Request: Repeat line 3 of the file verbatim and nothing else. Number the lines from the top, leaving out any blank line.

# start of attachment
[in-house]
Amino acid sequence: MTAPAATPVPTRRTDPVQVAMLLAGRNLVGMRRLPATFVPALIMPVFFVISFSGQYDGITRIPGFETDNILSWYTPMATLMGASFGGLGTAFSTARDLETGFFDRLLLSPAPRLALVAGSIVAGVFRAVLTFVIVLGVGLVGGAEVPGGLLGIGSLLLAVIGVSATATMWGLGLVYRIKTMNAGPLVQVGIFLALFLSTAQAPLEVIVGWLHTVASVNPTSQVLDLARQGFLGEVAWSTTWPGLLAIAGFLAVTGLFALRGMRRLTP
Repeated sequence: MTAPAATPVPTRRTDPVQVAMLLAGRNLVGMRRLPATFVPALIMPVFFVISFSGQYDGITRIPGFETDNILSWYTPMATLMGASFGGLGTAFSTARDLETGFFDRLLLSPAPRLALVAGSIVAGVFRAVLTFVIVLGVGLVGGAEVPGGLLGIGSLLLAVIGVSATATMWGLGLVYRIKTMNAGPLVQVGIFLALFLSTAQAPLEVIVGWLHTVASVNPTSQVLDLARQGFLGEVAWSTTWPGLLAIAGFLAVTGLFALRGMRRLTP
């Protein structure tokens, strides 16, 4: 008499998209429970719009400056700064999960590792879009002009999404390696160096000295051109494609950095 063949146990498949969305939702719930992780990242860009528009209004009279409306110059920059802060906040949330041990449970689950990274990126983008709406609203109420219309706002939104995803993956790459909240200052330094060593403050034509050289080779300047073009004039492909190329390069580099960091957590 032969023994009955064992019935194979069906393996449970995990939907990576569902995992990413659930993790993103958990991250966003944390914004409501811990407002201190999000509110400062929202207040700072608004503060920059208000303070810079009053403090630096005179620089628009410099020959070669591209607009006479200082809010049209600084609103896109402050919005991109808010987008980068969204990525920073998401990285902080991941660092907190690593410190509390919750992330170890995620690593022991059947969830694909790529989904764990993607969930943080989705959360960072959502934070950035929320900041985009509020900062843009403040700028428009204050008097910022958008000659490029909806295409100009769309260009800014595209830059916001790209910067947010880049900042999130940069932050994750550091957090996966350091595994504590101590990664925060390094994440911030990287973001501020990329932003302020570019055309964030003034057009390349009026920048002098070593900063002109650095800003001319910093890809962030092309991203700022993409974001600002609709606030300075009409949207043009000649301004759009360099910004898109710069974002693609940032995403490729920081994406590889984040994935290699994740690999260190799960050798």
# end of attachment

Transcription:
Repeated sequence: MTAPAATPVPTRRTDPVQVAMLLAGRNLVGMRRLPATFVPALIMPVFFVISFSGQYDGITRIPGFETDNILSWYTPMATLMGASFGGLGTAFSTARDLETGFFDRLLLSPAPRLALVAGSIVAGVFRAVLTFVIVLGVGLVGGAEVPGGLLGIGSLLLAVIGVSATATMWGLGLVYRIKTMNAGPLVQVGIFLALFLSTAQAPLEVIVGWLHTVASVNPTSQVLDLARQGFLGEVAWSTTWPGLLAIAGFLAVTGLFALRGMRRLTP